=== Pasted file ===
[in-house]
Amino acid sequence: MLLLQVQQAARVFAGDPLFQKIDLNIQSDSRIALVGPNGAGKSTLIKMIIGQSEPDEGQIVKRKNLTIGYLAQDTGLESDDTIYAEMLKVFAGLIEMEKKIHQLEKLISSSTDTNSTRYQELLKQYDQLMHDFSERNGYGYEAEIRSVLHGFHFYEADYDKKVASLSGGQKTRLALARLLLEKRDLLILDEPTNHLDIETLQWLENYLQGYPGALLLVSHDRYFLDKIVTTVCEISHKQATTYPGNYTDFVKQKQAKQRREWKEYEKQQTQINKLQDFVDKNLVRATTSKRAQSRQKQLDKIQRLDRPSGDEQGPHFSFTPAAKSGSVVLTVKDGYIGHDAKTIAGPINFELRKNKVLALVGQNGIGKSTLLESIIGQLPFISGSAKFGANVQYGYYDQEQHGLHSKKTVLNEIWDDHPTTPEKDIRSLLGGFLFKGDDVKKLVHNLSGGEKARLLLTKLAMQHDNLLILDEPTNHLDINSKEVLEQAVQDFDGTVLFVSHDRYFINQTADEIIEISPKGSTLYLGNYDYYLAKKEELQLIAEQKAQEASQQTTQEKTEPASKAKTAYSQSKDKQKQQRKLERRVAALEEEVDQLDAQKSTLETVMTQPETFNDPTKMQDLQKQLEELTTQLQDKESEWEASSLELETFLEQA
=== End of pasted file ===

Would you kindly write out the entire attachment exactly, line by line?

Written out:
[in-house]
Amino acid sequence: MLLLQVQQAARVFAGDPLFQKIDLNIQSDSRIALVGPNGAGKSTLIKMIIGQSEPDEGQIVKRKNLTIGYLAQDTGLESDDTIYAEMLKVFAGLIEMEKKIHQLEKLISSSTDTNSTRYQELLKQYDQLMHDFSERNGYGYEAEIRSVLHGFHFYEADYDKKVASLSGGQKTRLALARLLLEKRDLLILDEPTNHLDIETLQWLENYLQGYPGALLLVSHDRYFLDKIVTTVCEISHKQATTYPGNYTDFVKQKQAKQRREWKEYEKQQTQINKLQDFVDKNLVRATTSKRAQSRQKQLDKIQRLDRPSGDEQGPHFSFTPAAKSGSVVLTVKDGYIGHDAKTIAGPINFELRKNKVLALVGQNGIGKSTLLESIIGQLPFISGSAKFGANVQYGYYDQEQHGLHSKKTVLNEIWDDHPTTPEKDIRSLLGGFLFKGDDVKKLVHNLSGGEKARLLLTKLAMQHDNLLILDEPTNHLDINSKEVLEQAVQDFDGTVLFVSHDRYFINQTADEIIEISPKGSTLYLGNYDYYLAKKEELQLIAEQKAQEASQQTTQEKTEPASKAKTAYSQSKDKQKQQRKLERRVAALEEEVDQLDAQKSTLETVMTQPETFNDPTKMQDLQKQLEELTTQLQDKESEWEASSLELETFLEQA